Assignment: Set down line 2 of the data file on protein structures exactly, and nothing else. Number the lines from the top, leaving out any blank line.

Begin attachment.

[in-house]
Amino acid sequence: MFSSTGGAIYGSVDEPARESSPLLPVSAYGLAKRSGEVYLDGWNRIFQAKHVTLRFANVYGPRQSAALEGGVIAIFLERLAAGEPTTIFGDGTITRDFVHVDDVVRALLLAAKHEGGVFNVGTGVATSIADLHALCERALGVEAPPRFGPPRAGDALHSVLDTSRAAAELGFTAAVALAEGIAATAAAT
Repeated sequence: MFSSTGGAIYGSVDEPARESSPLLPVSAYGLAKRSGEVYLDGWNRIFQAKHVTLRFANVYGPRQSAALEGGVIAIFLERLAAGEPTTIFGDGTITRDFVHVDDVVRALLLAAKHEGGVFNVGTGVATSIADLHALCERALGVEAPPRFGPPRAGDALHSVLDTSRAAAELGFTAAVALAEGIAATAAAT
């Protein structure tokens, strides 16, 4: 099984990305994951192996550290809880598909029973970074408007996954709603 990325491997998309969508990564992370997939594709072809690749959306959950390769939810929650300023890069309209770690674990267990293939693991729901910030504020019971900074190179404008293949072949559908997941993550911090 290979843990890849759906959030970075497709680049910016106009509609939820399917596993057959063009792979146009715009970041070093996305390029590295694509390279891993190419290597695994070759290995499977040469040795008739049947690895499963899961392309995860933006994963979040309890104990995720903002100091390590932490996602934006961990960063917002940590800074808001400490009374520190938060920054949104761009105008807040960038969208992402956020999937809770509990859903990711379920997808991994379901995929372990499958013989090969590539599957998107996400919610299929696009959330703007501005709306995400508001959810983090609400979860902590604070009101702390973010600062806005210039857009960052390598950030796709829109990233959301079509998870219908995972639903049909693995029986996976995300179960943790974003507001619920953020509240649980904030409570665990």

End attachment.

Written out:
Amino acid sequence: MFSSTGGAIYGSVDEPARESSPLLPVSAYGLAKRSGEVYLDGWNRIFQAKHVTLRFANVYGPRQSAALEGGVIAIFLERLAAGEPTTIFGDGTITRDFVHVDDVVRALLLAAKHEGGVFNVGTGVATSIADLHALCERALGVEAPPRFGPPRAGDALHSVLDTSRAAAELGFTAAVALAEGIAATAAAT